Hi Howard and Scott, ... I see it exactly like this, and also based purely on experience. Hey Scott, what Howard wrote. The patience is his though, not mine
Message 1 of 111
, Jul 1, 2006
Hi Howard and Scott,
On 01/07/06, upasaka@... <upasaka@...> wrote:
> > You then equate "consciousness of consciousness" with awareness or
> > mindfulness. Do you mean that there is a superimposition of
> > consciousnesses such that one is aware of the other at the same time?
> That is a good question, Scott. I don't think that there is
> oconsciousness of current consciousness (as an object) at that time. On any occasion,
> there is but a single object of consciousness. However, I do believe there is a
> nondual awareness of being conscious all the time, for otherwise we would be
> unable to know that we had just been aware of something (after the fact). After
> an odd sound, when someone asks "Did you hear that?" you are able to truly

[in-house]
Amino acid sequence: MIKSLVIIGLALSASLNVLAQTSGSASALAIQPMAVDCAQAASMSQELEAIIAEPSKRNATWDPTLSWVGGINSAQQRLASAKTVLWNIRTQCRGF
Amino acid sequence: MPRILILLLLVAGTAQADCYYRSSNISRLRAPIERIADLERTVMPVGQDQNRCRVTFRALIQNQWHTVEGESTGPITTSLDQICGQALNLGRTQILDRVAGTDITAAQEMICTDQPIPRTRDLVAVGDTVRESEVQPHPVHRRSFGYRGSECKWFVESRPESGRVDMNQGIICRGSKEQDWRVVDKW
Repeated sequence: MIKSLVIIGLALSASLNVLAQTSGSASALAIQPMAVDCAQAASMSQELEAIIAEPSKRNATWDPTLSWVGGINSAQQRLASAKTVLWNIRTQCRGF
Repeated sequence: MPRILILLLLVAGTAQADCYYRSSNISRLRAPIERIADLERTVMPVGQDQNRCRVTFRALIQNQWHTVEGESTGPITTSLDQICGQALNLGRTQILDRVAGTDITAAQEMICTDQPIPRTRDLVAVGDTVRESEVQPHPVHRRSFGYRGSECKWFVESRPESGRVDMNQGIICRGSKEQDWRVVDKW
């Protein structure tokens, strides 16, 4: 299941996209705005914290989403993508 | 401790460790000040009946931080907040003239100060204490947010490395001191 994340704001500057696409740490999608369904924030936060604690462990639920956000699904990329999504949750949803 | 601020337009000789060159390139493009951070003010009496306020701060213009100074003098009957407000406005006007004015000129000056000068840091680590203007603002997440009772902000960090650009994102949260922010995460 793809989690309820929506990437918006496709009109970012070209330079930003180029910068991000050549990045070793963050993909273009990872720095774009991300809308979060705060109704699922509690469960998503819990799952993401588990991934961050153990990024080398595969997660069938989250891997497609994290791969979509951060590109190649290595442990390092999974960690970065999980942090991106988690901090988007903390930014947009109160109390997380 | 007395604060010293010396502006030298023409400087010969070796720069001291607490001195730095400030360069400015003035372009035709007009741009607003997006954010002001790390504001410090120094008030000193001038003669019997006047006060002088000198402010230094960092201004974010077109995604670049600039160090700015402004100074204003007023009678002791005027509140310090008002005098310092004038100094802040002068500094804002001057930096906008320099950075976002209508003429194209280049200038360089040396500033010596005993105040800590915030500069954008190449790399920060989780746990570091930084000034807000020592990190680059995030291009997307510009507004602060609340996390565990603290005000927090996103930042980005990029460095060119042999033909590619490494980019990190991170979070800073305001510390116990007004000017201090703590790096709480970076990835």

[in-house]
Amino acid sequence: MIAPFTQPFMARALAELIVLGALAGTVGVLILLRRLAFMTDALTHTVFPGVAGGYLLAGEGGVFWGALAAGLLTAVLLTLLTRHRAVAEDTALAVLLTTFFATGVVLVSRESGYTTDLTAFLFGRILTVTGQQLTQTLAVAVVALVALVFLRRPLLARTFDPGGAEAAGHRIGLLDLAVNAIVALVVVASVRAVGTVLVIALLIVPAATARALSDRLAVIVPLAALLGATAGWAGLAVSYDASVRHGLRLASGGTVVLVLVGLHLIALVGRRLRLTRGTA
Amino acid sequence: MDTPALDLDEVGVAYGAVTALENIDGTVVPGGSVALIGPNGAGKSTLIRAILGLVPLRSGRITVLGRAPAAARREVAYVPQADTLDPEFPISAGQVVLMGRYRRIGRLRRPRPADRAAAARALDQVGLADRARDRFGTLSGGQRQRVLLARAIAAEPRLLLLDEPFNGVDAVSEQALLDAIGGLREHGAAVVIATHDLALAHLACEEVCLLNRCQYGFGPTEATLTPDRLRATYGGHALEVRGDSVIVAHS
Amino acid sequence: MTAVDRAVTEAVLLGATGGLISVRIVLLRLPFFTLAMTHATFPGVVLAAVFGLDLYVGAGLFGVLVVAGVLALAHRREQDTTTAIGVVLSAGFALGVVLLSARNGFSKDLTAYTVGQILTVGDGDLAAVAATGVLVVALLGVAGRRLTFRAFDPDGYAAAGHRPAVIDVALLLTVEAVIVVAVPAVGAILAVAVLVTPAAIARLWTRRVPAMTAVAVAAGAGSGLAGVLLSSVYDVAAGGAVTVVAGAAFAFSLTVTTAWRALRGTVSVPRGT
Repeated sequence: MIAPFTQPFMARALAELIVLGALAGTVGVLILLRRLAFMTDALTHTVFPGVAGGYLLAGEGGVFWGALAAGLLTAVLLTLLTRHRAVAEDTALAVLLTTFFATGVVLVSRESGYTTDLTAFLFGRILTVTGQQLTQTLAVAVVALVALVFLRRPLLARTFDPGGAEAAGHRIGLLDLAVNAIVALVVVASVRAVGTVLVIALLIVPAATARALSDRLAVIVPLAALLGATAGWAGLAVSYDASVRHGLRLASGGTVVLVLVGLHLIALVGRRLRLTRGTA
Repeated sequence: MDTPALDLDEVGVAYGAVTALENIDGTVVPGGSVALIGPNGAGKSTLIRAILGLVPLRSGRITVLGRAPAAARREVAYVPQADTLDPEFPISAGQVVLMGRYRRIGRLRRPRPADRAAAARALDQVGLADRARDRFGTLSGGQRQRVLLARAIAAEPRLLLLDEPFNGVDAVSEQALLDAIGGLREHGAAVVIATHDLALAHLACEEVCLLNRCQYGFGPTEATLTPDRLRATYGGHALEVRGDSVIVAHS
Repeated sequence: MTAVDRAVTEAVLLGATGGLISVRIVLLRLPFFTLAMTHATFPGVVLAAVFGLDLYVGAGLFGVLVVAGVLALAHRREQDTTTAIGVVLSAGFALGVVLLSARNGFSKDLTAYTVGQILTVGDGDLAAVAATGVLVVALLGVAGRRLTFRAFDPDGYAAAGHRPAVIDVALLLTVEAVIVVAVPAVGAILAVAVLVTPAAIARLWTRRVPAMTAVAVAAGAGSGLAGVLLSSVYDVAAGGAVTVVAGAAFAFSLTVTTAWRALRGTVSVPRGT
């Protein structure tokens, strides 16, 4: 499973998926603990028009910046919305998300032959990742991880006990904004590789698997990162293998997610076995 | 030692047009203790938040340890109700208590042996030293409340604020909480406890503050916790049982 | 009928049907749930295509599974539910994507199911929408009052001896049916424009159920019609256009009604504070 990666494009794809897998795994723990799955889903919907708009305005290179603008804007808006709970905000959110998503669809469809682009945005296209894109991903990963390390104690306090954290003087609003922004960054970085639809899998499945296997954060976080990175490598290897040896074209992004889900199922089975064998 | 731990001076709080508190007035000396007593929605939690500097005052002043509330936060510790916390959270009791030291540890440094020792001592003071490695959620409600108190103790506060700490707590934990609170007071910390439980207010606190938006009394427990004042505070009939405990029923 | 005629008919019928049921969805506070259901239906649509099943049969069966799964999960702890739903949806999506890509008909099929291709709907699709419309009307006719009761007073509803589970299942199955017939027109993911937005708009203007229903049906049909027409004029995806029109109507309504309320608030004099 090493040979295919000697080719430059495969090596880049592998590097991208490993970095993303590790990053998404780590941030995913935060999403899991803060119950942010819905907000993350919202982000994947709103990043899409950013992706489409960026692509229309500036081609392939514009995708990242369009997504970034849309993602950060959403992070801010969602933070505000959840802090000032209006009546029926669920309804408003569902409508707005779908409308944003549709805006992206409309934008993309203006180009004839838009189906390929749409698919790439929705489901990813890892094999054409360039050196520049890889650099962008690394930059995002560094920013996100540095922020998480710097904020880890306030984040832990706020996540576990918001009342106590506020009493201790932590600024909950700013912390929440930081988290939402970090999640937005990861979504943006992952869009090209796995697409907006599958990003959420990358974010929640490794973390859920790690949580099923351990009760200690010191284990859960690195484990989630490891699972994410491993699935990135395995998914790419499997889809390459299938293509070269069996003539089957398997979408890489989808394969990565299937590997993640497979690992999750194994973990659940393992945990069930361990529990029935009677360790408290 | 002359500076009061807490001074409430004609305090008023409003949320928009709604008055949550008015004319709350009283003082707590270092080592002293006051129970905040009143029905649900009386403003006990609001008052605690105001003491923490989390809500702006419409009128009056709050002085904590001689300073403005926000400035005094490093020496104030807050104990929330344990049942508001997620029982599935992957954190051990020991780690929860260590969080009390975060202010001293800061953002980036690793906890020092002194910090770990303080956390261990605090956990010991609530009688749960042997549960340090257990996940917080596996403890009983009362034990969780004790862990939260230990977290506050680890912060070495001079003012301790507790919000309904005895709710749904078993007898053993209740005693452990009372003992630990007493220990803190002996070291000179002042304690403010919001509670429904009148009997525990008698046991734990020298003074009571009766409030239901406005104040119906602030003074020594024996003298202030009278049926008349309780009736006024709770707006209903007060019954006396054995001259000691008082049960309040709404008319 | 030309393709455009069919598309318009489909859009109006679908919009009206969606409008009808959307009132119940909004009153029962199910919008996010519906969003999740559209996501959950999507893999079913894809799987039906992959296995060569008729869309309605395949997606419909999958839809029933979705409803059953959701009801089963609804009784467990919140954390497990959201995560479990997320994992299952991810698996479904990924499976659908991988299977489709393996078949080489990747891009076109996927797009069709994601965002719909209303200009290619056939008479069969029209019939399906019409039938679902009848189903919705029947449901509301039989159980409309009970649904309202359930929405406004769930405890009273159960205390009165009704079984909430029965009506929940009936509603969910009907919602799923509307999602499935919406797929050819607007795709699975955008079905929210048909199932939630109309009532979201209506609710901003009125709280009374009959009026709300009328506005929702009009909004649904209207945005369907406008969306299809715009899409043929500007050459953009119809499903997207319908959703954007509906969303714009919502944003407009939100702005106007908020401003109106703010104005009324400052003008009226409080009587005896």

> answer in the affirmative. I conclude from this that there had been some form of
> awareness of being aware, and yet, at the moment of hearing, the only
> *object* of consciousness was the sound. Thus, I believe there is more than one way
> of knowing: knowing as an object, and "participative knowing".
I see it exactly like this, and also based purely on experience.
Hey Scott, what Howard wrote. The patience is his though, not mine :-)
... capable ... Understood-- ... tranquility of ... OK Jon, thanks. mike
> It is explicit in the suttas that there are 2 kinds of bhavana, samatha
> and vipassana. It is also explicit in the texts that samatha bhavana
> refers to the wholesome absorption in certain specified objects,
> of leading to jhana citta, whereas vipassana refers to the development
> of insight capable of leading to enlightenment.
> It's not so much a matter of incompatibility, as describing different
> kinds of kusala, just as dana and sila do. While a moment of samatha
> cannot be a moment of insight, at a moment of insight the
> samatha is present.
OK Jon, thanks.
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